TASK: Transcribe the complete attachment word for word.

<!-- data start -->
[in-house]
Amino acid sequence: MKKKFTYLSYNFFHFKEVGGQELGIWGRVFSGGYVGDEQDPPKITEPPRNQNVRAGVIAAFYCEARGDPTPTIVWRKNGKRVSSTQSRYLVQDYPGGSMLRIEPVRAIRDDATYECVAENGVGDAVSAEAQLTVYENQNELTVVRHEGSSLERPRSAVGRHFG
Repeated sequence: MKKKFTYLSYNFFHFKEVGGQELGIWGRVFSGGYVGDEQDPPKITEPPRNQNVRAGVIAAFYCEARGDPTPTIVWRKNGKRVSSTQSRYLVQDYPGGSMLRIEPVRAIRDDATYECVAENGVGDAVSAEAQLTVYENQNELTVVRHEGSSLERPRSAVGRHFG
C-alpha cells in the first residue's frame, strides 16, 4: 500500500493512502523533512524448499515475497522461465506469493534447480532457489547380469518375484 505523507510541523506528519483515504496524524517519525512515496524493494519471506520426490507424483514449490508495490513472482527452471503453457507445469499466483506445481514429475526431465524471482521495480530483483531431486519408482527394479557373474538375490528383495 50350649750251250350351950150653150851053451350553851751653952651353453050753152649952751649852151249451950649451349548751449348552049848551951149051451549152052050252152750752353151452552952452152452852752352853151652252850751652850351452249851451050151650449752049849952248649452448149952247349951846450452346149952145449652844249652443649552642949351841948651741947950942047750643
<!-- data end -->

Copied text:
[in-house]
Amino acid sequence: MKKKFTYLSYNFFHFKEVGGQELGIWGRVFSGGYVGDEQDPPKITEPPRNQNVRAGVIAAFYCEARGDPTPTIVWRKNGKRVSSTQSRYLVQDYPGGSMLRIEPVRAIRDDATYECVAENGVGDAVSAEAQLTVYENQNELTVVRHEGSSLERPRSAVGRHFG
Repeated sequence: MKKKFTYLSYNFFHFKEVGGQELGIWGRVFSGGYVGDEQDPPKITEPPRNQNVRAGVIAAFYCEARGDPTPTIVWRKNGKRVSSTQSRYLVQDYPGGSMLRIEPVRAIRDDATYECVAENGVGDAVSAEAQLTVYENQNELTVVRHEGSSLERPRSAVGRHFG
C-alpha cells in the first residue's frame, strides 16, 4: 500500500493512502523533512524448499515475497522461465506469493534447480532457489547380469518375484 505523507510541523506528519483515504496524524517519525512515496524493494519471506520426490507424483514449490508495490513472482527452471503453457507445469499466483506445481514429475526431465524471482521495480530483483531431486519408482527394479557373474538375490528383495 50350649750251250350351950150653150851053451350553851751653952651353453050753152649952751649852151249451950649451349548751449348552049848551951149051451549152052050252152750752353151452552952452152452852752352853151652252850751652850351452249851451050151650449752049849952248649452448149952247349951846450452346149952145449652844249652443649552642949351841948651741947950942047750643